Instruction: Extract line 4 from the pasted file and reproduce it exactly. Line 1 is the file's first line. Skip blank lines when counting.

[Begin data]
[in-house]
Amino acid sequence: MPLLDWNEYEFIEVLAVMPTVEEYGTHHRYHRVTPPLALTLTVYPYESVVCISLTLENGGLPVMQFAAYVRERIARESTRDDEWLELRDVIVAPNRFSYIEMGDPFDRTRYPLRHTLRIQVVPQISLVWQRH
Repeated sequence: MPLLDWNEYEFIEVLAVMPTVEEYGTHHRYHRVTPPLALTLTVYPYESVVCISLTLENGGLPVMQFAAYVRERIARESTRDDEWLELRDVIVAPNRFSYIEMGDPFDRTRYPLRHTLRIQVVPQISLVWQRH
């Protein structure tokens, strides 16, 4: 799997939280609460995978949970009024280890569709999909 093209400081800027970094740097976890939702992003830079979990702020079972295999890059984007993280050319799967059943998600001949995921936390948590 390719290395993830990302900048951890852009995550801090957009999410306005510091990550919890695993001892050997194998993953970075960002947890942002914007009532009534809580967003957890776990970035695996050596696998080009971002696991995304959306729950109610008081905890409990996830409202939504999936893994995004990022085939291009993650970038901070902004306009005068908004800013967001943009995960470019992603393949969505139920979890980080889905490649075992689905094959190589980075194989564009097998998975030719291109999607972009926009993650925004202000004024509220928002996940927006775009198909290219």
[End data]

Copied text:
């Protein structure tokens, strides 16, 4: 799997939280609460995978949970009024280890569709999909 093209400081800027970094740097976890939702992003830079979990702020079972295999890059984007993280050319799967059943998600001949995921936390948590 390719290395993830990302900048951890852009995550801090957009999410306005510091990550919890695993001892050997194998993953970075960002947890942002914007009532009534809580967003957890776990970035695996050596696998080009971002696991995304959306729950109610008081905890409990996830409202939504999936893994995004990022085939291009993650970038901070902004306009005068908004800013967001943009995960470019992603393949969505139920979890980080889905490649075992689905094959190589980075194989564009097998998975030719291109999607972009926009993650925004202000004024509220928002996940927006775009198909290219």